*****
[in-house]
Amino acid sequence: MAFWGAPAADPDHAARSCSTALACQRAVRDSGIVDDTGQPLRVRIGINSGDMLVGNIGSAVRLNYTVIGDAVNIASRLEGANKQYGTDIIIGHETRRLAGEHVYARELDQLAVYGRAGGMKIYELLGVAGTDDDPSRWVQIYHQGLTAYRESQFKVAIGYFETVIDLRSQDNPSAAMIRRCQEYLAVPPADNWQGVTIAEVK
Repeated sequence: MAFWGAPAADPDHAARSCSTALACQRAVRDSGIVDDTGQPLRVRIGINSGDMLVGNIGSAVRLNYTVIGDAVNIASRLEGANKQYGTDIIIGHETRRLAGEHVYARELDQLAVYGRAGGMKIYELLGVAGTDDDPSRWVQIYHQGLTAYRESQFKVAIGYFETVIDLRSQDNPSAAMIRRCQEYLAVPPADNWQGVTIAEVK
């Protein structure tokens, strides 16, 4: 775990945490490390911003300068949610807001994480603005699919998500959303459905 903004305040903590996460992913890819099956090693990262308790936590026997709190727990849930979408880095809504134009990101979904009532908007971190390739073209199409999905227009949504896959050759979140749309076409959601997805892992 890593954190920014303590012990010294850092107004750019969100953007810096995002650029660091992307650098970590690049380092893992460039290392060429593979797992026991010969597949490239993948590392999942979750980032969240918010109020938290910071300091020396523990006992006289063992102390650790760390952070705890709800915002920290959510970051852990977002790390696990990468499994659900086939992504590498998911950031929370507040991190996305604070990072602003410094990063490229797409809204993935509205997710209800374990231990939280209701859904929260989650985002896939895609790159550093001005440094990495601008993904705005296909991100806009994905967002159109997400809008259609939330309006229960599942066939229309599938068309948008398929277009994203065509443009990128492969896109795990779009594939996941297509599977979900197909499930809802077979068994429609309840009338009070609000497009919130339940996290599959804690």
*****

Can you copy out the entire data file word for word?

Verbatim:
[in-house]
Amino acid sequence: MAFWGAPAADPDHAARSCSTALACQRAVRDSGIVDDTGQPLRVRIGINSGDMLVGNIGSAVRLNYTVIGDAVNIASRLEGANKQYGTDIIIGHETRRLAGEHVYARELDQLAVYGRAGGMKIYELLGVAGTDDDPSRWVQIYHQGLTAYRESQFKVAIGYFETVIDLRSQDNPSAAMIRRCQEYLAVPPADNWQGVTIAEVK
Repeated sequence: MAFWGAPAADPDHAARSCSTALACQRAVRDSGIVDDTGQPLRVRIGINSGDMLVGNIGSAVRLNYTVIGDAVNIASRLEGANKQYGTDIIIGHETRRLAGEHVYARELDQLAVYGRAGGMKIYELLGVAGTDDDPSRWVQIYHQGLTAYRESQFKVAIGYFETVIDLRSQDNPSAAMIRRCQEYLAVPPADNWQGVTIAEVK
């Protein structure tokens, strides 16, 4: 775990945490490390911003300068949610807001994480603005699919998500959303459905 903004305040903590996460992913890819099956090693990262308790936590026997709190727990849930979408880095809504134009990101979904009532908007971190390739073209199409999905227009949504896959050759979140749309076409959601997805892992 890593954190920014303590012990010294850092107004750019969100953007810096995002650029660091992307650098970590690049380092893992460039290392060429593979797992026991010969597949490239993948590392999942979750980032969240918010109020938290910071300091020396523990006992006289063992102390650790760390952070705890709800915002920290959510970051852990977002790390696990990468499994659900086939992504590498998911950031929370507040991190996305604070990072602003410094990063490229797409809204993935509205997710209800374990231990939280209701859904929260989650985002896939895609790159550093001005440094990495601008993904705005296909991100806009994905967002159109997400809008259609939330309006229960599942066939229309599938068309948008398929277009994203065509443009990128492969896109795990779009594939996941297509599977979900197909499930809802077979068994429609309840009338009070609000497009919130339940996290599959804690």